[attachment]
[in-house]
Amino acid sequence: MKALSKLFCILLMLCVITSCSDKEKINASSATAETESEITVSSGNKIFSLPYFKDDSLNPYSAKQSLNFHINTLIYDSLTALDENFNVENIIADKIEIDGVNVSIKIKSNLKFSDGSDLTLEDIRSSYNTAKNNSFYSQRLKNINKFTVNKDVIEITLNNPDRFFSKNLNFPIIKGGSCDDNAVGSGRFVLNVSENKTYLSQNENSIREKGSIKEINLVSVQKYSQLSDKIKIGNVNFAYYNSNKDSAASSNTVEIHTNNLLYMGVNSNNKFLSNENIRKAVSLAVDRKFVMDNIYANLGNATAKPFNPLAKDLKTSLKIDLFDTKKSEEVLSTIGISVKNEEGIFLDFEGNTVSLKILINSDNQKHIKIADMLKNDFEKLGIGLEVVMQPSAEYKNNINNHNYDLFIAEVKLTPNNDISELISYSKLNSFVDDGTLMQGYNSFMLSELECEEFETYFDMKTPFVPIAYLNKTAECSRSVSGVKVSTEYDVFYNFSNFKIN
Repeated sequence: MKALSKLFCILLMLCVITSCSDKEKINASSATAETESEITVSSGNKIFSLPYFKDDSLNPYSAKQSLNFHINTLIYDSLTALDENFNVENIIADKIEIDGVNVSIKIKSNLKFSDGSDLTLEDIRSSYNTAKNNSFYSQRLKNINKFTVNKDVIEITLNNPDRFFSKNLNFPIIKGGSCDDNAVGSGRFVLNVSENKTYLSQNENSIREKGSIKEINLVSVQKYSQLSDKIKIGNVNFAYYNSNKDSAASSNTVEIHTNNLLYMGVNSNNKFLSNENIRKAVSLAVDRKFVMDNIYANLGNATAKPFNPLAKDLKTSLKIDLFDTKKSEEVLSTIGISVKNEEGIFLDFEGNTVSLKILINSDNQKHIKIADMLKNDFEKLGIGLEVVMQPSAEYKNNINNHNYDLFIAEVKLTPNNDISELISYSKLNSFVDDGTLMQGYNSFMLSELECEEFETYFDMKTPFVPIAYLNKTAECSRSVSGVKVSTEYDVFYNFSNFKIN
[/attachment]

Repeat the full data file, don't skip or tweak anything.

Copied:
[in-house]
Amino acid sequence: MKALSKLFCILLMLCVITSCSDKEKINASSATAETESEITVSSGNKIFSLPYFKDDSLNPYSAKQSLNFHINTLIYDSLTALDENFNVENIIADKIEIDGVNVSIKIKSNLKFSDGSDLTLEDIRSSYNTAKNNSFYSQRLKNINKFTVNKDVIEITLNNPDRFFSKNLNFPIIKGGSCDDNAVGSGRFVLNVSENKTYLSQNENSIREKGSIKEINLVSVQKYSQLSDKIKIGNVNFAYYNSNKDSAASSNTVEIHTNNLLYMGVNSNNKFLSNENIRKAVSLAVDRKFVMDNIYANLGNATAKPFNPLAKDLKTSLKIDLFDTKKSEEVLSTIGISVKNEEGIFLDFEGNTVSLKILINSDNQKHIKIADMLKNDFEKLGIGLEVVMQPSAEYKNNINNHNYDLFIAEVKLTPNNDISELISYSKLNSFVDDGTLMQGYNSFMLSELECEEFETYFDMKTPFVPIAYLNKTAECSRSVSGVKVSTEYDVFYNFSNFKIN
Repeated sequence: MKALSKLFCILLMLCVITSCSDKEKINASSATAETESEITVSSGNKIFSLPYFKDDSLNPYSAKQSLNFHINTLIYDSLTALDENFNVENIIADKIEIDGVNVSIKIKSNLKFSDGSDLTLEDIRSSYNTAKNNSFYSQRLKNINKFTVNKDVIEITLNNPDRFFSKNLNFPIIKGGSCDDNAVGSGRFVLNVSENKTYLSQNENSIREKGSIKEINLVSVQKYSQLSDKIKIGNVNFAYYNSNKDSAASSNTVEIHTNNLLYMGVNSNNKFLSNENIRKAVSLAVDRKFVMDNIYANLGNATAKPFNPLAKDLKTSLKIDLFDTKKSEEVLSTIGISVKNEEGIFLDFEGNTVSLKILINSDNQKHIKIADMLKNDFEKLGIGLEVVMQPSAEYKNNINNHNYDLFIAEVKLTPNNDISELISYSKLNSFVDDGTLMQGYNSFMLSELECEEFETYFDMKTPFVPIAYLNKTAECSRSVSGVKVSTEYDVFYNFSNFKIN